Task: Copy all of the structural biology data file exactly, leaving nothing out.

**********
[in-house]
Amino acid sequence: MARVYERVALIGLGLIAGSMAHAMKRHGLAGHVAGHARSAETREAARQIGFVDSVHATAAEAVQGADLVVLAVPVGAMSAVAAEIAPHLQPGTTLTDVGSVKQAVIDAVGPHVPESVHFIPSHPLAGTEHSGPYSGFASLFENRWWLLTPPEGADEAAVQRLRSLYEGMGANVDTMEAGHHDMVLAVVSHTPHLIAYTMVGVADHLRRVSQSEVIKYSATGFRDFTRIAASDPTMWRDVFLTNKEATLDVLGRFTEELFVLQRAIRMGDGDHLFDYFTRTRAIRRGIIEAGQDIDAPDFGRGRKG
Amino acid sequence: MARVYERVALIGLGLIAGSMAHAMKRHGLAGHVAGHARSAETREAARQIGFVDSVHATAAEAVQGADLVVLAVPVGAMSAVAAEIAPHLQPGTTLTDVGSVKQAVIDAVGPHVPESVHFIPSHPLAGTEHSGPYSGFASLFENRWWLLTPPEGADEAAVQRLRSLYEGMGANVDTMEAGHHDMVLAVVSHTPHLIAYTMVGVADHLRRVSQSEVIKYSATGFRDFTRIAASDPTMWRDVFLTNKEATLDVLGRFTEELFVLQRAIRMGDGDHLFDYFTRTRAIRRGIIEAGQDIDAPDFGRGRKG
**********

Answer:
[in-house]
Amino acid sequence: MARVYERVALIGLGLIAGSMAHAMKRHGLAGHVAGHARSAETREAARQIGFVDSVHATAAEAVQGADLVVLAVPVGAMSAVAAEIAPHLQPGTTLTDVGSVKQAVIDAVGPHVPESVHFIPSHPLAGTEHSGPYSGFASLFENRWWLLTPPEGADEAAVQRLRSLYEGMGANVDTMEAGHHDMVLAVVSHTPHLIAYTMVGVADHLRRVSQSEVIKYSATGFRDFTRIAASDPTMWRDVFLTNKEATLDVLGRFTEELFVLQRAIRMGDGDHLFDYFTRTRAIRRGIIEAGQDIDAPDFGRGRKG
Amino acid sequence: MARVYERVALIGLGLIAGSMAHAMKRHGLAGHVAGHARSAETREAARQIGFVDSVHATAAEAVQGADLVVLAVPVGAMSAVAAEIAPHLQPGTTLTDVGSVKQAVIDAVGPHVPESVHFIPSHPLAGTEHSGPYSGFASLFENRWWLLTPPEGADEAAVQRLRSLYEGMGANVDTMEAGHHDMVLAVVSHTPHLIAYTMVGVADHLRRVSQSEVIKYSATGFRDFTRIAASDPTMWRDVFLTNKEATLDVLGRFTEELFVLQRAIRMGDGDHLFDYFTRTRAIRRGIIEAGQDIDAPDFGRGRKG